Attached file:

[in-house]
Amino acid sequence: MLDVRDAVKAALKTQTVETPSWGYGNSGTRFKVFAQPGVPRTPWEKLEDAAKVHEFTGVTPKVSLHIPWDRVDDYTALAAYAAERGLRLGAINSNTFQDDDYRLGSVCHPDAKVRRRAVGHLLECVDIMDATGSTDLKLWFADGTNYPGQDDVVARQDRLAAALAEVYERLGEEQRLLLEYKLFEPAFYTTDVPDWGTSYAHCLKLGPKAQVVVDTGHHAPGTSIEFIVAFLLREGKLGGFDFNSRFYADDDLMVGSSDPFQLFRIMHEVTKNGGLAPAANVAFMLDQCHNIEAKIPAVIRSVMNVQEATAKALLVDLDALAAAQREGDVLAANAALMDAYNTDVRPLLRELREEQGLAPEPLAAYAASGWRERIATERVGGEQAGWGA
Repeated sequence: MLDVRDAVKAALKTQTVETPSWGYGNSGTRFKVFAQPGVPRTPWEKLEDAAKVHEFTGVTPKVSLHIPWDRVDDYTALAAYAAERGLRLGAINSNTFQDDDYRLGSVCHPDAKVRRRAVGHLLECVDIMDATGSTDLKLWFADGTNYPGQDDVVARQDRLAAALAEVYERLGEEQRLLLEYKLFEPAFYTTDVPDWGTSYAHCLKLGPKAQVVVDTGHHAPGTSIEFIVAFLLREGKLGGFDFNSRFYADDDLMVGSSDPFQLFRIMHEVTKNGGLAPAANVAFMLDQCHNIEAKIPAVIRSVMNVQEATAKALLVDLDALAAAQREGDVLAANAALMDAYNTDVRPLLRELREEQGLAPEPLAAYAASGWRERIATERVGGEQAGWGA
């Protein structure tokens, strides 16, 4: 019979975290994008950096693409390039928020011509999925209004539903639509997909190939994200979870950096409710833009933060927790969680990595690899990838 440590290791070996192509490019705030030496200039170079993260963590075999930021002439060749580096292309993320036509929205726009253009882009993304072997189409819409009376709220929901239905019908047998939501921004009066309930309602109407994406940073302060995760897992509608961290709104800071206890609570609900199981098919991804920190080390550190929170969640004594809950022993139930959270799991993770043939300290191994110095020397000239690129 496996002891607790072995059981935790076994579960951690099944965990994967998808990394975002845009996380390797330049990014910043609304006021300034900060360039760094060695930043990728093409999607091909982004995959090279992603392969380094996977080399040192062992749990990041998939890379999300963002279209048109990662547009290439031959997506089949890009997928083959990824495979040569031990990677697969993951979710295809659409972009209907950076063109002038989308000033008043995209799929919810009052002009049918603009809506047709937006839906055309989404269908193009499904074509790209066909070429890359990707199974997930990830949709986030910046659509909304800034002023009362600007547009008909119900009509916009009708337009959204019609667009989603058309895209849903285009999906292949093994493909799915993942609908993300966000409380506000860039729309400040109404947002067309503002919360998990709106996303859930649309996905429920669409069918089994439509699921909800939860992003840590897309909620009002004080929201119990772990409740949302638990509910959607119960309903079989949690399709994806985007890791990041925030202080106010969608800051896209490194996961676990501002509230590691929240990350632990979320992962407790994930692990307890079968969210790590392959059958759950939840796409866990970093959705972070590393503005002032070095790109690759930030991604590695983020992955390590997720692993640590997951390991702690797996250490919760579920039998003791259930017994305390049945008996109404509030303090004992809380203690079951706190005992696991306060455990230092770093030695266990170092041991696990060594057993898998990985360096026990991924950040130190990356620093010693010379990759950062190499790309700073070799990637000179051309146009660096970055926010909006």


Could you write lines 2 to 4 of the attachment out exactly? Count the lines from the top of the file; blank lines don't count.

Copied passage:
Amino acid sequence: MLDVRDAVKAALKTQTVETPSWGYGNSGTRFKVFAQPGVPRTPWEKLEDAAKVHEFTGVTPKVSLHIPWDRVDDYTALAAYAAERGLRLGAINSNTFQDDDYRLGSVCHPDAKVRRRAVGHLLECVDIMDATGSTDLKLWFADGTNYPGQDDVVARQDRLAAALAEVYERLGEEQRLLLEYKLFEPAFYTTDVPDWGTSYAHCLKLGPKAQVVVDTGHHAPGTSIEFIVAFLLREGKLGGFDFNSRFYADDDLMVGSSDPFQLFRIMHEVTKNGGLAPAANVAFMLDQCHNIEAKIPAVIRSVMNVQEATAKALLVDLDALAAAQREGDVLAANAALMDAYNTDVRPLLRELREEQGLAPEPLAAYAASGWRERIATERVGGEQAGWGA
Repeated sequence: MLDVRDAVKAALKTQTVETPSWGYGNSGTRFKVFAQPGVPRTPWEKLEDAAKVHEFTGVTPKVSLHIPWDRVDDYTALAAYAAERGLRLGAINSNTFQDDDYRLGSVCHPDAKVRRRAVGHLLECVDIMDATGSTDLKLWFADGTNYPGQDDVVARQDRLAAALAEVYERLGEEQRLLLEYKLFEPAFYTTDVPDWGTSYAHCLKLGPKAQVVVDTGHHAPGTSIEFIVAFLLREGKLGGFDFNSRFYADDDLMVGSSDPFQLFRIMHEVTKNGGLAPAANVAFMLDQCHNIEAKIPAVIRSVMNVQEATAKALLVDLDALAAAQREGDVLAANAALMDAYNTDVRPLLRELREEQGLAPEPLAAYAASGWRERIATERVGGEQAGWGA
């Protein structure tokens, strides 16, 4: 019979975290994008950096693409390039928020011509999925209004539903639509997909190939994200979870950096409710833009933060927790969680990595690899990838 440590290791070996192509490019705030030496200039170079993260963590075999930021002439060749580096292309993320036509929205726009253009882009993304072997189409819409009376709220929901239905019908047998939501921004009066309930309602109407994406940073302060995760897992509608961290709104800071206890609570609900199981098919991804920190080390550190929170969640004594809950022993139930959270799991993770043939300290191994110095020397000239690129 496996002891607790072995059981935790076994579960951690099944965990994967998808990394975002845009996380390797330049990014910043609304006021300034900060360039760094060695930043990728093409999607091909982004995959090279992603392969380094996977080399040192062992749990990041998939890379999300963002279209048109990662547009290439031959997506089949890009997928083959990824495979040569031990990677697969993951979710295809659409972009209907950076063109002038989308000033008043995209799929919810009052002009049918603009809506047709937006839906055309989404269908193009499904074509790209066909070429890359990707199974997930990830949709986030910046659509909304800034002023009362600007547009008909119900009509916009009708337009959204019609667009989603058309895209849903285009999906292949093994493909799915993942609908993300966000409380506000860039729309400040109404947002067309503002919360998990709106996303859930649309996905429920669409069918089994439509699921909800939860992003840590897309909620009002004080929201119990772990409740949302638990509910959607119960309903079989949690399709994806985007890791990041925030202080106010969608800051896209490194996961676990501002509230590691929240990350632990979320992962407790994930692990307890079968969210790590392959059958759950939840796409866990970093959705972070590393503005002032070095790109690759930030991604590695983020992955390590997720692993640590997951390991702690797996250490919760579920039998003791259930017994305390049945008996109404509030303090004992809380203690079951706190005992696991306060455990230092770093030695266990170092041991696990060594057993898998990985360096026990991924950040130190990356620093010693010379990759950062190499790309700073070799990637000179051309146009660096970055926010909006």